What advice do you have for new yoga teachers who want to make yoga & wellness their full-time business?  

First and foremost, keep your day job for a while. I always knew that I would make this work my full-time thing, but I was very intentional about every step along the way. I didn’t want my relationship to my practice to change when I started to teach more. I have heard so many stories about teachers who lose their connection with their practice and therefore lose their connection with their WHY for teaching.

I had been teaching for 5 years before I took a scary, fully trusting leap to making a living doing this work. It’s difficult some days but I know deep in my cells this is what I’m meant to do and when I stay plugged into my practice first and foremost, I’m guided from a place of my highest wisdom.

Learn a thing or two about business. There are so many training programs available to help you sharpen your skills as an entrepreneur and what you’ll learn will support you in being organized and effective! Make sure the person you choose to learn from is embodying what they’re teaching.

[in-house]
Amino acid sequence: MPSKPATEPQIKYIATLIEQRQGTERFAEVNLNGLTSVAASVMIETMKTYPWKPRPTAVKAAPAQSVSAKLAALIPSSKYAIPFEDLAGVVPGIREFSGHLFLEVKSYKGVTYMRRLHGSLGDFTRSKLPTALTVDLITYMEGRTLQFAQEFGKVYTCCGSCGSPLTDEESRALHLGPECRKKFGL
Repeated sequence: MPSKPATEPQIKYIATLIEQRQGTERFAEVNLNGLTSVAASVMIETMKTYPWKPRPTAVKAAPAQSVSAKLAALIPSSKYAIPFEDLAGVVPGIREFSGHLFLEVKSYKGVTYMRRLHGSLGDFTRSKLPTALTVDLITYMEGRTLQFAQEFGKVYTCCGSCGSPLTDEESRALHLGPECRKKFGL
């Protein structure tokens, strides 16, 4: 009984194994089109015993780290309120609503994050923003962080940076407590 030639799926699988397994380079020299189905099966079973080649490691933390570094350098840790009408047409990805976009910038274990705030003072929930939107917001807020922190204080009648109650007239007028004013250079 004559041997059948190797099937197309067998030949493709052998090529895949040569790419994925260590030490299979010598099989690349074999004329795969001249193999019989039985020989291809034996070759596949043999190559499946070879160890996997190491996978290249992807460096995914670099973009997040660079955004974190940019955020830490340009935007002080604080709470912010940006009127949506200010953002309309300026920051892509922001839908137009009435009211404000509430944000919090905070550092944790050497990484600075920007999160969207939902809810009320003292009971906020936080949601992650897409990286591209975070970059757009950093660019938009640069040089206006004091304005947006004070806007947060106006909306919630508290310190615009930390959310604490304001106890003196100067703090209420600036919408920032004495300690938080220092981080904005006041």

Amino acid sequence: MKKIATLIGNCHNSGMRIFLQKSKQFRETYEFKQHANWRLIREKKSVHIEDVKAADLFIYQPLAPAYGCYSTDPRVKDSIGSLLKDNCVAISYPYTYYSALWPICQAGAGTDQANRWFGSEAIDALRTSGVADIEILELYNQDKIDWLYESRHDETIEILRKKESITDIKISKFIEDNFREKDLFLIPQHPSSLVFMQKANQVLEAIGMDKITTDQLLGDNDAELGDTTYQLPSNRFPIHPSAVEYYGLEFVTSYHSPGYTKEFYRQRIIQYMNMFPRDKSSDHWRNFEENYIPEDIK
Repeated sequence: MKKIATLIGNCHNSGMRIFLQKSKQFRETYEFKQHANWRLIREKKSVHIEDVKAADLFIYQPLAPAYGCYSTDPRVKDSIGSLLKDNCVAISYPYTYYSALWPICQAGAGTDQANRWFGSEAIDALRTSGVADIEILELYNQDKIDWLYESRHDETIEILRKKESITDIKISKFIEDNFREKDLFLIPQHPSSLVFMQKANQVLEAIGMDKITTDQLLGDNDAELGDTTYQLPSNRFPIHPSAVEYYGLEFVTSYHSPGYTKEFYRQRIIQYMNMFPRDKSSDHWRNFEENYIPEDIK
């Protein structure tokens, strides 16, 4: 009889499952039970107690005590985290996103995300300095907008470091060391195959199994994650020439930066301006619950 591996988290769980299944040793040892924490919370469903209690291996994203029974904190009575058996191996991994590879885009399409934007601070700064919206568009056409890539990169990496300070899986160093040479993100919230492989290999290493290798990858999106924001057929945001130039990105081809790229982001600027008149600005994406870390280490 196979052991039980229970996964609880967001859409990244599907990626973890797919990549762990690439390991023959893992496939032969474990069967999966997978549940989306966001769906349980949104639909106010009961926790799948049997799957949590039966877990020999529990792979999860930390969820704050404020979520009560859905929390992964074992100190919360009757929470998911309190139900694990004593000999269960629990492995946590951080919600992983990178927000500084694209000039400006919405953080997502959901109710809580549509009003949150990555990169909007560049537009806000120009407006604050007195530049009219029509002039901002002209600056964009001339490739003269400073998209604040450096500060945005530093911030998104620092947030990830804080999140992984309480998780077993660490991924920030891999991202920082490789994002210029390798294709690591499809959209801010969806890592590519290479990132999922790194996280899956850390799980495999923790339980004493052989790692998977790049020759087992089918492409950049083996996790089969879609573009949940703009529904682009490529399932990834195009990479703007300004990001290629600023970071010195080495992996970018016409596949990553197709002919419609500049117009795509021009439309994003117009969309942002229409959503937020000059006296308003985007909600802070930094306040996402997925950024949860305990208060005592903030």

Know that business ebbs, flows, and evolves…..just like life. The more you can be open to that, the less you’ll stress unnecessarily.

Tatum Fjerstad

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Born and raised in Minnesota, Tatum Fjerstad has taught yoga all over the U.S. and Canada. She’s worn many hats in her life, including child actor, journalist, marketing manager, and, more recently: craniosacral therapist, Acupuncture and Chinese Medicine student at Northwestern Health Sciences University and organizational sorceress at Constellation Acupuncture and Healing Arts. She’s dedicated to using her knowledge to help human beings be okay with being human. Tatum lives with her partner, his son and their cat, Gary. She loves Australian licorice and dismantling white supremacy and the patriarchy by confronting and demolishing her unconscious biases.